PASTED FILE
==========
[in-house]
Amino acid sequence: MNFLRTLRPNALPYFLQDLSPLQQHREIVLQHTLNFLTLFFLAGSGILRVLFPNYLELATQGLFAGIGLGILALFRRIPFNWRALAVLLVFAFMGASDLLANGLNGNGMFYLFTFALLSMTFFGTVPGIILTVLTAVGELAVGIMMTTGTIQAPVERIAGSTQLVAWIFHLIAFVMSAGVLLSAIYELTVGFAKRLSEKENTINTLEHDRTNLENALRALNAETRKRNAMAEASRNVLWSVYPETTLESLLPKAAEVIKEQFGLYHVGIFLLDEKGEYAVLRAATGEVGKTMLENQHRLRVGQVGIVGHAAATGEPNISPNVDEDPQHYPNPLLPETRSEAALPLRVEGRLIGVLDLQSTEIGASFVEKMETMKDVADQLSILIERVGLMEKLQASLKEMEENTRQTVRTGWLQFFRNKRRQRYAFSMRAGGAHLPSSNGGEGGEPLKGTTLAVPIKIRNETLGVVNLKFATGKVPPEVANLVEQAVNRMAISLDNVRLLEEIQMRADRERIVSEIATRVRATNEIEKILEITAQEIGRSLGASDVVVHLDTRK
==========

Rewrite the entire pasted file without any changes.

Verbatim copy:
[in-house]
Amino acid sequence: MNFLRTLRPNALPYFLQDLSPLQQHREIVLQHTLNFLTLFFLAGSGILRVLFPNYLELATQGLFAGIGLGILALFRRIPFNWRALAVLLVFAFMGASDLLANGLNGNGMFYLFTFALLSMTFFGTVPGIILTVLTAVGELAVGIMMTTGTIQAPVERIAGSTQLVAWIFHLIAFVMSAGVLLSAIYELTVGFAKRLSEKENTINTLEHDRTNLENALRALNAETRKRNAMAEASRNVLWSVYPETTLESLLPKAAEVIKEQFGLYHVGIFLLDEKGEYAVLRAATGEVGKTMLENQHRLRVGQVGIVGHAAATGEPNISPNVDEDPQHYPNPLLPETRSEAALPLRVEGRLIGVLDLQSTEIGASFVEKMETMKDVADQLSILIERVGLMEKLQASLKEMEENTRQTVRTGWLQFFRNKRRQRYAFSMRAGGAHLPSSNGGEGGEPLKGTTLAVPIKIRNETLGVVNLKFATGKVPPEVANLVEQAVNRMAISLDNVRLLEEIQMRADRERIVSEIATRVRATNEIEKILEITAQEIGRSLGASDVVVHLDTRK